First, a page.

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Inhibition and individual differences in behavior and emotional regulation in adolescence


The Impulsivity/Reflexivity issue in inhibitory control ability has seldom been investigated in terms of individual differences in typically developing populations. Although there is evidence of changes in executive functioning (EF), including inhibition, in adolescence, very little is known about the role of individual differences. Using the data from 240 14-to-19-year-old high school students who completed a battery of EF tasks (Flanker, Go No-Go, Antisaccade, and Stop signal task), measures of emotion regulation strategies and behavioral difficulties, we performed a latent profile analysis to identify qualitatively distinct score profiles. The results showed the existence in adolescence of two inhibition profiles, Impulsive vs Reflexive, differing in performances at the inhibition tasks. The two profiles were not associated with socio-demographic characteristics, or to psychological variables, such as behavioral characteristics and emotional regulation strategies.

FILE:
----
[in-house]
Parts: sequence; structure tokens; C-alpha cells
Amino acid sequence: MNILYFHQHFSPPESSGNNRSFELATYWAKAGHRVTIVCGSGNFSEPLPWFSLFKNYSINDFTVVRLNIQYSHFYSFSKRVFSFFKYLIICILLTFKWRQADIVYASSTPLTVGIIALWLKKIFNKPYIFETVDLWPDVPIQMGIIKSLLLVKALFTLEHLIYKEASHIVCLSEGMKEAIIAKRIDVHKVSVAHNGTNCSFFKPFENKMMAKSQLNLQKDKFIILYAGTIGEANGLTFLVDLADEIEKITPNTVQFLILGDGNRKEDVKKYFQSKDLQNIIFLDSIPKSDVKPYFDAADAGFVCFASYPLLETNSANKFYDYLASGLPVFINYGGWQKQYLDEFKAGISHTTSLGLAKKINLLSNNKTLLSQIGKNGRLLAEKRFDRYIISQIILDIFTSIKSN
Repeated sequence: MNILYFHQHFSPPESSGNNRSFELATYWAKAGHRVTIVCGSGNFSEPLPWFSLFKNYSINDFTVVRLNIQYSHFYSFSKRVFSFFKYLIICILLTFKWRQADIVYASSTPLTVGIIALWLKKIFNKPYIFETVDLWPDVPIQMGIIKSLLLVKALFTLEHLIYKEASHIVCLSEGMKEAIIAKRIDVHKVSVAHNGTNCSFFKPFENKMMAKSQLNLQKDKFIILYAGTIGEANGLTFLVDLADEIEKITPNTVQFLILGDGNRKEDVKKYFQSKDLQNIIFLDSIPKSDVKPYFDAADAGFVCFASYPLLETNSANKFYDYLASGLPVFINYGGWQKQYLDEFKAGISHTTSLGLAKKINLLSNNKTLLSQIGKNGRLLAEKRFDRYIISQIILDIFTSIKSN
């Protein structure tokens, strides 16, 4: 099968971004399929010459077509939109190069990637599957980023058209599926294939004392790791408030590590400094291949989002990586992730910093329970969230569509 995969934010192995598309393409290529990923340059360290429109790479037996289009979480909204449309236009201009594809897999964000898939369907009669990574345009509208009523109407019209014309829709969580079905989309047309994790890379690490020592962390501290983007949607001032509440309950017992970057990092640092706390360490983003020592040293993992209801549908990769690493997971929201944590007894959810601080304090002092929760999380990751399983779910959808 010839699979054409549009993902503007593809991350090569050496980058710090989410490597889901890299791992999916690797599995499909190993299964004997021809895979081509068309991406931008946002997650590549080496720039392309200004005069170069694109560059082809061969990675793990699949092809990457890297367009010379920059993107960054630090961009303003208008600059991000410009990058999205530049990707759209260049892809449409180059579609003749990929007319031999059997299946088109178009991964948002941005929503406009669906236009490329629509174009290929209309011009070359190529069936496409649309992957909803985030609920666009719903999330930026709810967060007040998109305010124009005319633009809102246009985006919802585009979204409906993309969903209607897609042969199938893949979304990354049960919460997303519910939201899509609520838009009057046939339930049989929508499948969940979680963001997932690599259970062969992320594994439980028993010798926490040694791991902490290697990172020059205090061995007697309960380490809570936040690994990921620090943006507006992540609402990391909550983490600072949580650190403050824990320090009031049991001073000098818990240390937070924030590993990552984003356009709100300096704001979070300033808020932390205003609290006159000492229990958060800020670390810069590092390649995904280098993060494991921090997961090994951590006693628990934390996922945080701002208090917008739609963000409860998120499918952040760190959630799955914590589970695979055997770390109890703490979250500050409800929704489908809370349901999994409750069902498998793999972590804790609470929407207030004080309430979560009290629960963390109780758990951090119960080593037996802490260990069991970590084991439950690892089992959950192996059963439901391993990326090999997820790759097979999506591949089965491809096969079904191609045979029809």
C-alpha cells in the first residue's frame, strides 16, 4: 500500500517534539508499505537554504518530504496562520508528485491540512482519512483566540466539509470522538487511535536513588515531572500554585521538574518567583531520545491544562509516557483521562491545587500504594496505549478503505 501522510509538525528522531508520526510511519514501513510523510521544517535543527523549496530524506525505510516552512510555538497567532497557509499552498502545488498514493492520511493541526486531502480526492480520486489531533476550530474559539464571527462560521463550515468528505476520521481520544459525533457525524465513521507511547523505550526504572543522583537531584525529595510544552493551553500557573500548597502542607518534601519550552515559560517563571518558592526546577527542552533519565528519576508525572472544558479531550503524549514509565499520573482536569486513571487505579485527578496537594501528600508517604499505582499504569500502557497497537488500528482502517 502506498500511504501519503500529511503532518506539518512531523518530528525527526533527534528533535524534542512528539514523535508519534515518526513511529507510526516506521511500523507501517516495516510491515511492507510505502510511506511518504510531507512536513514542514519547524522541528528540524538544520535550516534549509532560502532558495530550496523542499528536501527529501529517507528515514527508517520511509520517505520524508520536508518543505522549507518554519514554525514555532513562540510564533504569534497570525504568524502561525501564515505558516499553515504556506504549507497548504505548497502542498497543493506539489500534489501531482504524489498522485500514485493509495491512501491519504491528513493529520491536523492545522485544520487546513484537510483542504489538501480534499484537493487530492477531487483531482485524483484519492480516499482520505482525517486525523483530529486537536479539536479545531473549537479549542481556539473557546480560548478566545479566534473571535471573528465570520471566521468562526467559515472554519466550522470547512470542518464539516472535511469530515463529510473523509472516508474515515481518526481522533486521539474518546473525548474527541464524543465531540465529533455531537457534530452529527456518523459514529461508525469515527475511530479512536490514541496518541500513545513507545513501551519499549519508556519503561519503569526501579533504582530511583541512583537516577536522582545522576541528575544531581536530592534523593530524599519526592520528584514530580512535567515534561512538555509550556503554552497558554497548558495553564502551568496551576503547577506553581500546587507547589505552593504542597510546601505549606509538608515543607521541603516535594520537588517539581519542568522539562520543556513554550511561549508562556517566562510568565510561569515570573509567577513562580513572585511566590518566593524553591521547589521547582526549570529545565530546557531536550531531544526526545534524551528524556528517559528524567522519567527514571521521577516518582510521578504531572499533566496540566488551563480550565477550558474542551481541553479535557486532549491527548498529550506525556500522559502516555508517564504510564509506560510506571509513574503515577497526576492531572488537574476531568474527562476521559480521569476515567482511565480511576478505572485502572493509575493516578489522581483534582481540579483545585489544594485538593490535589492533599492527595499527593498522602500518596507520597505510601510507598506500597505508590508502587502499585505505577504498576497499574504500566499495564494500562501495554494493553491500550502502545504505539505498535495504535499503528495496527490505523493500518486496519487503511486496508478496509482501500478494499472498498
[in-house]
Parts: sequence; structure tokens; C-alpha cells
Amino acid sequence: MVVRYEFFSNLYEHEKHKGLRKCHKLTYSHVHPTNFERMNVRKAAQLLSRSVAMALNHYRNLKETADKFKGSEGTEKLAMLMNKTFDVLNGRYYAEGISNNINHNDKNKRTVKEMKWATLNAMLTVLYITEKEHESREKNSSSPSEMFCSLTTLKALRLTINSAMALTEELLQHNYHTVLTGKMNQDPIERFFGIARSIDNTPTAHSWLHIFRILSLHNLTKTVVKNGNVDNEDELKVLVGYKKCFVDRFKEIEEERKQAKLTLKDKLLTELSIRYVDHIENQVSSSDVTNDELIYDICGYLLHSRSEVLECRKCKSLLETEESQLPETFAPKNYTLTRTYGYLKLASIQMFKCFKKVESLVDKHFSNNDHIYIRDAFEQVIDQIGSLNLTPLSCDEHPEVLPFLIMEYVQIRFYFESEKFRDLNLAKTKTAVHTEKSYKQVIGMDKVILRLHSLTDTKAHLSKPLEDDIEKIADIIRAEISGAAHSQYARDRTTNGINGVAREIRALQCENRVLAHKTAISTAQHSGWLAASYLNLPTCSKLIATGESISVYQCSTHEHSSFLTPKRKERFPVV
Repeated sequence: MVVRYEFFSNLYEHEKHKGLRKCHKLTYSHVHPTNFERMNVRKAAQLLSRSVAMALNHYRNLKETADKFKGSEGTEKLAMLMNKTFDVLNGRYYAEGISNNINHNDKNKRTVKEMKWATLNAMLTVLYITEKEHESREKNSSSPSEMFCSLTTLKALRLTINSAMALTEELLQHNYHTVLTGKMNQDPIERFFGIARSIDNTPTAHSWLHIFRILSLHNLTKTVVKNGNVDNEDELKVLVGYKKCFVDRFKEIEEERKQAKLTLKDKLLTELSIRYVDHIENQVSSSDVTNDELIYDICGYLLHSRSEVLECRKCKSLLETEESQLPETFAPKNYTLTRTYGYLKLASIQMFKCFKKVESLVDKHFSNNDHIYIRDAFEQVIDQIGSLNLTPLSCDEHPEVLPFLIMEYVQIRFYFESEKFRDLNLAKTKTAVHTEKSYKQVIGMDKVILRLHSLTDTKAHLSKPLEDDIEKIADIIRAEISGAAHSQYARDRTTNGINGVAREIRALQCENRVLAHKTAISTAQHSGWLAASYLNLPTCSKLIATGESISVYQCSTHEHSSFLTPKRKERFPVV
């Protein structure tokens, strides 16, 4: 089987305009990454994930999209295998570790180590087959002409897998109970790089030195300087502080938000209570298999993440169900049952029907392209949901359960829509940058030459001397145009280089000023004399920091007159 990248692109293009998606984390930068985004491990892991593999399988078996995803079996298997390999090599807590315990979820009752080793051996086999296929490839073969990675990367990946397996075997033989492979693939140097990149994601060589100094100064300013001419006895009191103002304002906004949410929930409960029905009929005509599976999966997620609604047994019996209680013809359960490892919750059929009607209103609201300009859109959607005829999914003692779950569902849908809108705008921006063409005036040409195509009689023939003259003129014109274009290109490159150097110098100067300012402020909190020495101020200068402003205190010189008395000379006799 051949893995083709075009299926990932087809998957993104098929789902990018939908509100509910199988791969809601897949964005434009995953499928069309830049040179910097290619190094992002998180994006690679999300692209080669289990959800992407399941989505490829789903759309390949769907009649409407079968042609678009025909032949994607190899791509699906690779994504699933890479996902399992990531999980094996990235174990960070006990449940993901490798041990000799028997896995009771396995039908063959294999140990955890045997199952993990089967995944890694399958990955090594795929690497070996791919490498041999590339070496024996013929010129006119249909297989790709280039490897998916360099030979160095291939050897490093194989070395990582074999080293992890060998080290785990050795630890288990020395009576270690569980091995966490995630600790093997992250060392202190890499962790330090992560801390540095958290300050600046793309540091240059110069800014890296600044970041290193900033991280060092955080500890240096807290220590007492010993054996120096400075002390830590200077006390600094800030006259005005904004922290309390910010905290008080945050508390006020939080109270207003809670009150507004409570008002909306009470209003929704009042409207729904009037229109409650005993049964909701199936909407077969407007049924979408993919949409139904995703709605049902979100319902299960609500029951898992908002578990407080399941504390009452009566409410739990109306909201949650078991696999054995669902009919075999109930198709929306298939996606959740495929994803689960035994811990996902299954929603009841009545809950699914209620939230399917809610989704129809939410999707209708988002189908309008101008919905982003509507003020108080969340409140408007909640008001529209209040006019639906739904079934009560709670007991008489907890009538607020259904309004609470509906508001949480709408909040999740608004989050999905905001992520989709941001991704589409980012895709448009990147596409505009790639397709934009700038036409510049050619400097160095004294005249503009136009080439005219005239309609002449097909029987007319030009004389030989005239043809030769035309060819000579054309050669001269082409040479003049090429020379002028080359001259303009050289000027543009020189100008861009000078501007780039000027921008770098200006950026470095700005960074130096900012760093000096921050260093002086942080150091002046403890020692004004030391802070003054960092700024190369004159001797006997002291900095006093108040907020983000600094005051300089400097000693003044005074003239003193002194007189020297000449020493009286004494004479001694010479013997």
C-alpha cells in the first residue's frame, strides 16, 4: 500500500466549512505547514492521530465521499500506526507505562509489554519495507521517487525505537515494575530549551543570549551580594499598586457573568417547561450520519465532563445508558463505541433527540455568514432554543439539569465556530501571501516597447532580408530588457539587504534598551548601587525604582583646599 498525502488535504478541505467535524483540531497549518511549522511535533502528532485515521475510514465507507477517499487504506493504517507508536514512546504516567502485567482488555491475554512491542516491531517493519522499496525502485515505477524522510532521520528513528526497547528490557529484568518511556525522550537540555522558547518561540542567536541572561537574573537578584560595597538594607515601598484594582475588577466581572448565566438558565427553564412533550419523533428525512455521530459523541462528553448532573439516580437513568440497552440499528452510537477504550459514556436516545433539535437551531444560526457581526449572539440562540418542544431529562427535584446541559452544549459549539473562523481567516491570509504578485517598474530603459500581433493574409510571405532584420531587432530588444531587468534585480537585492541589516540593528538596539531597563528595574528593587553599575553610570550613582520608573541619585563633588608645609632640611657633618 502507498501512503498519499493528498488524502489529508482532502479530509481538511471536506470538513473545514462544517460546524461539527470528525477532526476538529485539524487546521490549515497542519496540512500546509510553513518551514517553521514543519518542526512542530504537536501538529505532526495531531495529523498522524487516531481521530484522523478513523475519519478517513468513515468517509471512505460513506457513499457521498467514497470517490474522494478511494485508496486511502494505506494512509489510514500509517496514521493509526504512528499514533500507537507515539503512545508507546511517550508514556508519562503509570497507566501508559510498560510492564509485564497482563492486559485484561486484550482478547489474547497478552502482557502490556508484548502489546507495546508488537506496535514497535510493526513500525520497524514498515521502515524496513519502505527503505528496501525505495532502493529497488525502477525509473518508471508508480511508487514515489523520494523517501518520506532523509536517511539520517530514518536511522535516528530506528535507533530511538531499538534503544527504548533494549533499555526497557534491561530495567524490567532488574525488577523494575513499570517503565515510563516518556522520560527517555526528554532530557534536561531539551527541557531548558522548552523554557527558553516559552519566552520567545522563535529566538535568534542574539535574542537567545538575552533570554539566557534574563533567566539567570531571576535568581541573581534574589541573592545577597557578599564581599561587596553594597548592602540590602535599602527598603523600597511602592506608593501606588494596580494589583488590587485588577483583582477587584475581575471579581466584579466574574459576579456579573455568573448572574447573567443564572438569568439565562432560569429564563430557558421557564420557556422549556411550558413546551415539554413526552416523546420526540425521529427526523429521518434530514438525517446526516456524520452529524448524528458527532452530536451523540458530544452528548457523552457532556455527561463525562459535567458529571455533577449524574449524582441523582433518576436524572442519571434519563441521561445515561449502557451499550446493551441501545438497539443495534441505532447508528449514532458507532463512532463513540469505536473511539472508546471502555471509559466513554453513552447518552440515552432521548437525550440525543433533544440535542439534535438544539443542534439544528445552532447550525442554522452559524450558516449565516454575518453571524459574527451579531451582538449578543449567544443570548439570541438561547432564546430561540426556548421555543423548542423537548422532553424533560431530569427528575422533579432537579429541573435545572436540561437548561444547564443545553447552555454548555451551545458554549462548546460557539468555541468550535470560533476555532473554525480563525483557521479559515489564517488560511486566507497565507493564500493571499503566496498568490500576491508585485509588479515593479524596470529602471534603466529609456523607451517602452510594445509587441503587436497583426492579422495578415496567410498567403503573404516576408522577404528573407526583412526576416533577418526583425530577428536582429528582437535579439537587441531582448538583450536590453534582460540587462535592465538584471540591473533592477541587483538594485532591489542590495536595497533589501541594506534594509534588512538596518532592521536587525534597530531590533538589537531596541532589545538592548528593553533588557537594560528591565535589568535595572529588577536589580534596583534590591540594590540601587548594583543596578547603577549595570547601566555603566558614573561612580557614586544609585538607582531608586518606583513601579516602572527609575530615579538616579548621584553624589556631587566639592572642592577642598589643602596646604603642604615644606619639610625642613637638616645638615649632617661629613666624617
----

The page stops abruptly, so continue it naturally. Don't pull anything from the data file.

Inhibition is one of the core abilities of Executive Function (EF), a set of top-down processes that allow people to regulate their thoughts and behaviors (Miyake & Friedman, 2012). Inhibition includes different behavioral and cognitive abilities, such as managing impulses/interferences (Diamond, 2013; Nigg, 2000), and fosters self-regulation also in complex situations.